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For the first time in Latvia, Pauls Stradiņš Clinical University Hospital (PSCUS) used a new minimally invasive method, balloon pulmonary angioplasty, to treat patients with thromboembolic form of pulmonary hypertension on 1 April this year.

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Picture taken during the surgery.

This was possible thanks to financial support from the Programme of Fundamental and Applied Research Projects at Rīga Stradiņš University (RSU) and the Latvian Council of Science. The new method was introduced in Latvia by cardiologist and RSU lead researcher, Assoc. Prof. Andris Skride together with cardiologist and pulmonary hypertension specialist Dr. med. Ainārs Rudzītis with a team led by an experienced Polish peer Prof. Marcin Kurzyna.

Assoc. Prof. Skride: ‘Pulmonary hypertension is a syndrome characterised by increased blood pressure in the pulmonary arteries, the blood vessels that supply blood from the heart’s right ventricle to the lungs. The higher the pressure in the pulmonary arteries, the more intensively the heart needs to pump to supply blood to the body. Oxygen supply to the body is disrupted and the pulmonary vessels become narrower, which increases risk of thrombosis. The most common symptoms of pulmonary hypertension are shortness of breath, chronic fatigue, chest pains, palpitations, fainting, and blue lips. It is a rare disease and is usually diagnosed at a late stage because of the lack of knowledge about it.

In the severest cases, a patient’s life expectancy is just two to three years if they don’t receive the necessary treatment. Balloon pulmonary hypertension in combination with the proper medicines can treat thromboembolic pulmonary hypertension.’

Balloon pulmonary hypertension, or BPA, is a modern treatment method for treating lesions in pulmonary arteries in specific pulmonary hypertension patients who cannot have surgical treatment of the thromboembolic form of pulmonary hypertension or their pulmonary hypertension is retained also after the surgery. During the procedure, balloons of different sizes are introduced into the pulmonary artery through a catheter and gradually dilate small branches of the pulmonary artery, thus improving blood circulation and reducing the pressure in the pulmonary arteries. Most of patients need to repeat this procedure three to five times until the pressure on the heart muscle that has been caused by pulmonary hypertension is reduced. Balloon pulmonary hypertension improves patients’ general condition, their physical strength, and their heart function.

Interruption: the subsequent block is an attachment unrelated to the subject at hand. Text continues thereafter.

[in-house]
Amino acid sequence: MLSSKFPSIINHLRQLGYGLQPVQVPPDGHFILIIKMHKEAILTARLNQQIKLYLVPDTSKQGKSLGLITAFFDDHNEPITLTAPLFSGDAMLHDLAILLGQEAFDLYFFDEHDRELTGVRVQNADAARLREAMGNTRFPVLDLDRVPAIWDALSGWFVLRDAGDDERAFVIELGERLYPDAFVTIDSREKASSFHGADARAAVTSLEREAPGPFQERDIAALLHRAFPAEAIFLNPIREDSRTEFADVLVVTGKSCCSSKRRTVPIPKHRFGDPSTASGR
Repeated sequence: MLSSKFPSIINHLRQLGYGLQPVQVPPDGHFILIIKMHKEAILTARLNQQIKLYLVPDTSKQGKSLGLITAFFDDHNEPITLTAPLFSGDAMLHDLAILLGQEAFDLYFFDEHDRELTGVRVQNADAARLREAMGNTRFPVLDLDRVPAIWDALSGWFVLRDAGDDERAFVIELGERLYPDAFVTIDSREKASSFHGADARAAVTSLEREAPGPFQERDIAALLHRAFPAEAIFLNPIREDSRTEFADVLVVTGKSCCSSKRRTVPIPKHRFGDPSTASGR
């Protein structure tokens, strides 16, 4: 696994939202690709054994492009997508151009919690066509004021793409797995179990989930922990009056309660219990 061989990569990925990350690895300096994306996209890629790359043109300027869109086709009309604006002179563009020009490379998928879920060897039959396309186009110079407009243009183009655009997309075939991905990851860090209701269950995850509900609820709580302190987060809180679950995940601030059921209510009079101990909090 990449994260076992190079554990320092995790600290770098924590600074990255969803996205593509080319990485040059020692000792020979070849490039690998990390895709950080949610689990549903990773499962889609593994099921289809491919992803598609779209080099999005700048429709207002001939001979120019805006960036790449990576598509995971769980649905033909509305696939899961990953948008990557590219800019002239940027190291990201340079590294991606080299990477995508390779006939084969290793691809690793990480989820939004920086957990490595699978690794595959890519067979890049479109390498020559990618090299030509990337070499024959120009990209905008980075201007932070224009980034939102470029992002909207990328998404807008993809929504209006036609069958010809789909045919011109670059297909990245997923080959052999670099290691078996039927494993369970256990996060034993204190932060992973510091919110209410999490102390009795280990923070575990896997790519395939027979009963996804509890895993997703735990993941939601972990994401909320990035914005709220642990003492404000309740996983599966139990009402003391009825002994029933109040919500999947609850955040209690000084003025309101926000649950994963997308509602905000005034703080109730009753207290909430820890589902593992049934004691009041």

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The first patient was a working 50-year-old man who suffers from massive dyspnoea and heart failure and who needs oxygen therapy. After using the new method, medical practitioners expect his full recovery.

In 2020, the Latvian Council of Science supported a project submitted by RSU “Implementation of balloon pulmonary angioplasty and evaluation of its effectiveness in treatment of chronic thromboembolic pulmonary hypertension at Pauls Stradins Clinical University Hospital”, which started under the leadership of Prof. Aivars Lejnieks. The project included training for invasive cardiologists in performing this procedure, as well as introducing this method to PSCUS, creating an opportunity to create a BPA centre of excellence. Other specialists were also involved in implementing the project: cardiologist Līga Bondare, nurse Aļona Grāve, resident physicians Kristaps Šablinskis, Matīss Šablinskis, Roberts Verners Kalējs, Dana Kigitoviča and RSU students Lelde Loreta Freidenberga and Ričards Kauliņš.

The first data on the effectiveness of BPA were published in 2001, when a group of researchers from Harvard University reported positive results in 18 patients, who experienced reduced shortness of breath and improved physical endurance after the procedure. Since then, this treatment method has been improved upon and developed rapidly to now be used more frequently in the largest pulmonary hypertension centres in Europe, Japan, the United States, and elsewhere.